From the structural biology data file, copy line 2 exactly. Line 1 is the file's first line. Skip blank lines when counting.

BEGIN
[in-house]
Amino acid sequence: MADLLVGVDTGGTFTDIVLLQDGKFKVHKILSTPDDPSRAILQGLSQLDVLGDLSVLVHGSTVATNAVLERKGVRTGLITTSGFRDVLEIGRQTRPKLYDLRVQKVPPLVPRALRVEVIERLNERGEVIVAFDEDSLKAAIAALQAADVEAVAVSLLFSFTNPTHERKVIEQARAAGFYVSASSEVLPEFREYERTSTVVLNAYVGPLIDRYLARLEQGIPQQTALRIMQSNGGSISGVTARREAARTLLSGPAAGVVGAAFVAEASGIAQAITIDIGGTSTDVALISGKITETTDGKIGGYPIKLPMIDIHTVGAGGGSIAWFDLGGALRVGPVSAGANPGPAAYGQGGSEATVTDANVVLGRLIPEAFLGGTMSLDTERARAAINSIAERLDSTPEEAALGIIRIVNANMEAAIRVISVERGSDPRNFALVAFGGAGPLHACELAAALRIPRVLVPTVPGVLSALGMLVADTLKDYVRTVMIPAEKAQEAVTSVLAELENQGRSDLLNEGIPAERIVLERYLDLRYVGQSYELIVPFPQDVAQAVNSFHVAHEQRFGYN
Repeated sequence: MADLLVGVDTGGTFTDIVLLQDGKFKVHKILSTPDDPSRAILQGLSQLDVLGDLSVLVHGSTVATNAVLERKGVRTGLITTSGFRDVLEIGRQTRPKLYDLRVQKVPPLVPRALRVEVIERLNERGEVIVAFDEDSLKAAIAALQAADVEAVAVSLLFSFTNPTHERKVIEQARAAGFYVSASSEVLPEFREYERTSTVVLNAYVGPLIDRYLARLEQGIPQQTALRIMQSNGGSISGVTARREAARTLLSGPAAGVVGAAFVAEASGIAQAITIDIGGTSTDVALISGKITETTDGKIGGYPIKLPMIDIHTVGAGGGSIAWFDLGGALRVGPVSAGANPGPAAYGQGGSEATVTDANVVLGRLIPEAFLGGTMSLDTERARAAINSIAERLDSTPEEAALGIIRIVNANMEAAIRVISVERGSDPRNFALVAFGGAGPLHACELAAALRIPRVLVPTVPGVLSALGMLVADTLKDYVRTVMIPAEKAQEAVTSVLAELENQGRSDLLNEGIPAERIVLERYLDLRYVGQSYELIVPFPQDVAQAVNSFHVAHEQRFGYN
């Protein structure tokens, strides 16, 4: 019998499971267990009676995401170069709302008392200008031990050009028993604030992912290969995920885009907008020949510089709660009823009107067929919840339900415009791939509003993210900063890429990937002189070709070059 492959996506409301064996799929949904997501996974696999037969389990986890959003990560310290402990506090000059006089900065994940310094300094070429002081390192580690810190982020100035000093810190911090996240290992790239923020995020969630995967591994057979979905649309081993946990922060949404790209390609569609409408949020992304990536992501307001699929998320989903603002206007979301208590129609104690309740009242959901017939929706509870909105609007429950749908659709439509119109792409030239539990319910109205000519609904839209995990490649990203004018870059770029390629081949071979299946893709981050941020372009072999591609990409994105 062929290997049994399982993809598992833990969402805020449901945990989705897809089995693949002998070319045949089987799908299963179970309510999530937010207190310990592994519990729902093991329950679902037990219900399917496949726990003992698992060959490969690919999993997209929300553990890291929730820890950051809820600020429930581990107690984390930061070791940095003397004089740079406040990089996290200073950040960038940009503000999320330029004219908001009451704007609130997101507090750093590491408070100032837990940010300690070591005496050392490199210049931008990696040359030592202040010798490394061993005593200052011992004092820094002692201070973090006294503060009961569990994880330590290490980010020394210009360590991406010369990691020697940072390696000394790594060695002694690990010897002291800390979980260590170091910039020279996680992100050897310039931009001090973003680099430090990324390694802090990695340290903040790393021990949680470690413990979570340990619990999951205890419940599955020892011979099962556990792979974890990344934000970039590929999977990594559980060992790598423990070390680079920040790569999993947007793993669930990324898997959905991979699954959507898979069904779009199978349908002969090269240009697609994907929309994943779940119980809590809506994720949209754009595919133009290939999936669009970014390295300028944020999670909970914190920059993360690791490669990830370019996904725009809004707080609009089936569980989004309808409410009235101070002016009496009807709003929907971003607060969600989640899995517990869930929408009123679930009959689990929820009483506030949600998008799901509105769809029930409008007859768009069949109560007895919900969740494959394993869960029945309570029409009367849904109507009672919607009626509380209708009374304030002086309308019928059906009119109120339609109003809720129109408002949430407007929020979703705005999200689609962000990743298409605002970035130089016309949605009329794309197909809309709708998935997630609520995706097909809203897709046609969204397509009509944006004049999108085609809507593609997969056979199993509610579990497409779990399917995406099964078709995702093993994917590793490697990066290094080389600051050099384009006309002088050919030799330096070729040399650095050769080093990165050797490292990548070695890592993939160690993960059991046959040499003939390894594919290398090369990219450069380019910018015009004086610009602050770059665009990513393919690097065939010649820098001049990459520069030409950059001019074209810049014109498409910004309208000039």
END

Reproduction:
Amino acid sequence: MADLLVGVDTGGTFTDIVLLQDGKFKVHKILSTPDDPSRAILQGLSQLDVLGDLSVLVHGSTVATNAVLERKGVRTGLITTSGFRDVLEIGRQTRPKLYDLRVQKVPPLVPRALRVEVIERLNERGEVIVAFDEDSLKAAIAALQAADVEAVAVSLLFSFTNPTHERKVIEQARAAGFYVSASSEVLPEFREYERTSTVVLNAYVGPLIDRYLARLEQGIPQQTALRIMQSNGGSISGVTARREAARTLLSGPAAGVVGAAFVAEASGIAQAITIDIGGTSTDVALISGKITETTDGKIGGYPIKLPMIDIHTVGAGGGSIAWFDLGGALRVGPVSAGANPGPAAYGQGGSEATVTDANVVLGRLIPEAFLGGTMSLDTERARAAINSIAERLDSTPEEAALGIIRIVNANMEAAIRVISVERGSDPRNFALVAFGGAGPLHACELAAALRIPRVLVPTVPGVLSALGMLVADTLKDYVRTVMIPAEKAQEAVTSVLAELENQGRSDLLNEGIPAERIVLERYLDLRYVGQSYELIVPFPQDVAQAVNSFHVAHEQRFGYN